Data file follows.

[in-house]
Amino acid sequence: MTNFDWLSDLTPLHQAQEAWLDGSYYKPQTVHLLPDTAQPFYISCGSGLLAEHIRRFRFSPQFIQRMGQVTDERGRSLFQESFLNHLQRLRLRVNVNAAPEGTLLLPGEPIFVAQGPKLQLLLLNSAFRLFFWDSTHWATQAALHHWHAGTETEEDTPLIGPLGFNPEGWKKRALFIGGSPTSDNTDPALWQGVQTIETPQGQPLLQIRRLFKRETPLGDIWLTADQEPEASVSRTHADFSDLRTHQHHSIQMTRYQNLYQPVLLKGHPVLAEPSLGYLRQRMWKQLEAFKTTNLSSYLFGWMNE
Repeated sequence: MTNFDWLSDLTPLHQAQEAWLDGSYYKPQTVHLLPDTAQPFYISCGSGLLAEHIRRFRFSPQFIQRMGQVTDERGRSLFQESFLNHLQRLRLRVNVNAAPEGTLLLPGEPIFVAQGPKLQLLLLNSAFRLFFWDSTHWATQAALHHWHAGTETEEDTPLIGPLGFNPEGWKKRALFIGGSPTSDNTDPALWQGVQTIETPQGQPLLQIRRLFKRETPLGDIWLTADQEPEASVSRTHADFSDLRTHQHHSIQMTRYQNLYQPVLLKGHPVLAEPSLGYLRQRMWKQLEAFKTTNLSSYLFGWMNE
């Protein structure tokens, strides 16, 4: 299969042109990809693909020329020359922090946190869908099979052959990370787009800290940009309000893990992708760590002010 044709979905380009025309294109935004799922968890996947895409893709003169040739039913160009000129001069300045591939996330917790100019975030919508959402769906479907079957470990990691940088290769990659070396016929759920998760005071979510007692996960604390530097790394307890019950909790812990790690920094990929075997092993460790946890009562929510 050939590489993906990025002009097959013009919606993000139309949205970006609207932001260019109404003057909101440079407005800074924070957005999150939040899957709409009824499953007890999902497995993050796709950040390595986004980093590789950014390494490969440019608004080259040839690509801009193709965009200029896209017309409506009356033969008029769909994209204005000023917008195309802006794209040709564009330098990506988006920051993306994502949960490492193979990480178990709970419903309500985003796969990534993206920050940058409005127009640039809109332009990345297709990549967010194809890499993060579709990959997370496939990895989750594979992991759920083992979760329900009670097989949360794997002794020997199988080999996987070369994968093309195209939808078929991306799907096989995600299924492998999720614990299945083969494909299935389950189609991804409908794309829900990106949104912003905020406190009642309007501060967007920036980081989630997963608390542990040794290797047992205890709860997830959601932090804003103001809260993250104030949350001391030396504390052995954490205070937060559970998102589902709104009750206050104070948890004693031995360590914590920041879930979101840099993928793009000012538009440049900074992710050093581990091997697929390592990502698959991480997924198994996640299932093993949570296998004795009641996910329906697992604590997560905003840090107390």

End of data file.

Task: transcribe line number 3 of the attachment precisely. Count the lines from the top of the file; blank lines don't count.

Repeated sequence: MTNFDWLSDLTPLHQAQEAWLDGSYYKPQTVHLLPDTAQPFYISCGSGLLAEHIRRFRFSPQFIQRMGQVTDERGRSLFQESFLNHLQRLRLRVNVNAAPEGTLLLPGEPIFVAQGPKLQLLLLNSAFRLFFWDSTHWATQAALHHWHAGTETEEDTPLIGPLGFNPEGWKKRALFIGGSPTSDNTDPALWQGVQTIETPQGQPLLQIRRLFKRETPLGDIWLTADQEPEASVSRTHADFSDLRTHQHHSIQMTRYQNLYQPVLLKGHPVLAEPSLGYLRQRMWKQLEAFKTTNLSSYLFGWMNE